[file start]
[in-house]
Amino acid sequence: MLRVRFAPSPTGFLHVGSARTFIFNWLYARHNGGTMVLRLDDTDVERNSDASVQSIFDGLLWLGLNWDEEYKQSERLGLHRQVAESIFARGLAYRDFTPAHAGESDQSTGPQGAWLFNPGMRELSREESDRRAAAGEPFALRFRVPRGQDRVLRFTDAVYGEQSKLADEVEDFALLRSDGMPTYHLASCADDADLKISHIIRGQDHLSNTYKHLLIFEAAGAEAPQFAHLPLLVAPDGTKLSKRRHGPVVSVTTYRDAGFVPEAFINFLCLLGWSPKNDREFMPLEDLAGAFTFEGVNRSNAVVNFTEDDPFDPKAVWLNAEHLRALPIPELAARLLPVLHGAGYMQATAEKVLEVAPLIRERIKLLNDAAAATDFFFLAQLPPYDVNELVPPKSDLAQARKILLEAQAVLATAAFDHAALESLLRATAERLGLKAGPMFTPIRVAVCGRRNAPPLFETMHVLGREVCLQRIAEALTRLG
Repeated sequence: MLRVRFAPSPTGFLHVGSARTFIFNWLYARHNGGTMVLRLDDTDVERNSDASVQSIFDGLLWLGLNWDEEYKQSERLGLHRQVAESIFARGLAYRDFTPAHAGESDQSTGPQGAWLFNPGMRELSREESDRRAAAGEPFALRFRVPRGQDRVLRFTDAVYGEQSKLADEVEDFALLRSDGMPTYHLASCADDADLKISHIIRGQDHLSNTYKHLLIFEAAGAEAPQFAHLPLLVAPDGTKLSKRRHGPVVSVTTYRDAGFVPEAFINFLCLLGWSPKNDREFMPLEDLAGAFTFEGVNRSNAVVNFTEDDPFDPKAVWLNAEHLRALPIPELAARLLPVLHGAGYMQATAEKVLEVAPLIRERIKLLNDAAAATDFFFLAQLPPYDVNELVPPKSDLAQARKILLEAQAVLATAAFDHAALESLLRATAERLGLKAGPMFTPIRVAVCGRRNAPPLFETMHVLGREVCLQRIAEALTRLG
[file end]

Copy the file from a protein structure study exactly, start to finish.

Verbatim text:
[in-house]
Amino acid sequence: MLRVRFAPSPTGFLHVGSARTFIFNWLYARHNGGTMVLRLDDTDVERNSDASVQSIFDGLLWLGLNWDEEYKQSERLGLHRQVAESIFARGLAYRDFTPAHAGESDQSTGPQGAWLFNPGMRELSREESDRRAAAGEPFALRFRVPRGQDRVLRFTDAVYGEQSKLADEVEDFALLRSDGMPTYHLASCADDADLKISHIIRGQDHLSNTYKHLLIFEAAGAEAPQFAHLPLLVAPDGTKLSKRRHGPVVSVTTYRDAGFVPEAFINFLCLLGWSPKNDREFMPLEDLAGAFTFEGVNRSNAVVNFTEDDPFDPKAVWLNAEHLRALPIPELAARLLPVLHGAGYMQATAEKVLEVAPLIRERIKLLNDAAAATDFFFLAQLPPYDVNELVPPKSDLAQARKILLEAQAVLATAAFDHAALESLLRATAERLGLKAGPMFTPIRVAVCGRRNAPPLFETMHVLGREVCLQRIAEALTRLG
Repeated sequence: MLRVRFAPSPTGFLHVGSARTFIFNWLYARHNGGTMVLRLDDTDVERNSDASVQSIFDGLLWLGLNWDEEYKQSERLGLHRQVAESIFARGLAYRDFTPAHAGESDQSTGPQGAWLFNPGMRELSREESDRRAAAGEPFALRFRVPRGQDRVLRFTDAVYGEQSKLADEVEDFALLRSDGMPTYHLASCADDADLKISHIIRGQDHLSNTYKHLLIFEAAGAEAPQFAHLPLLVAPDGTKLSKRRHGPVVSVTTYRDAGFVPEAFINFLCLLGWSPKNDREFMPLEDLAGAFTFEGVNRSNAVVNFTEDDPFDPKAVWLNAEHLRALPIPELAARLLPVLHGAGYMQATAEKVLEVAPLIRERIKLLNDAAAATDFFFLAQLPPYDVNELVPPKSDLAQARKILLEAQAVLATAAFDHAALESLLRATAERLGLKAGPMFTPIRVAVCGRRNAPPLFETMHVLGREVCLQRIAEALTRLG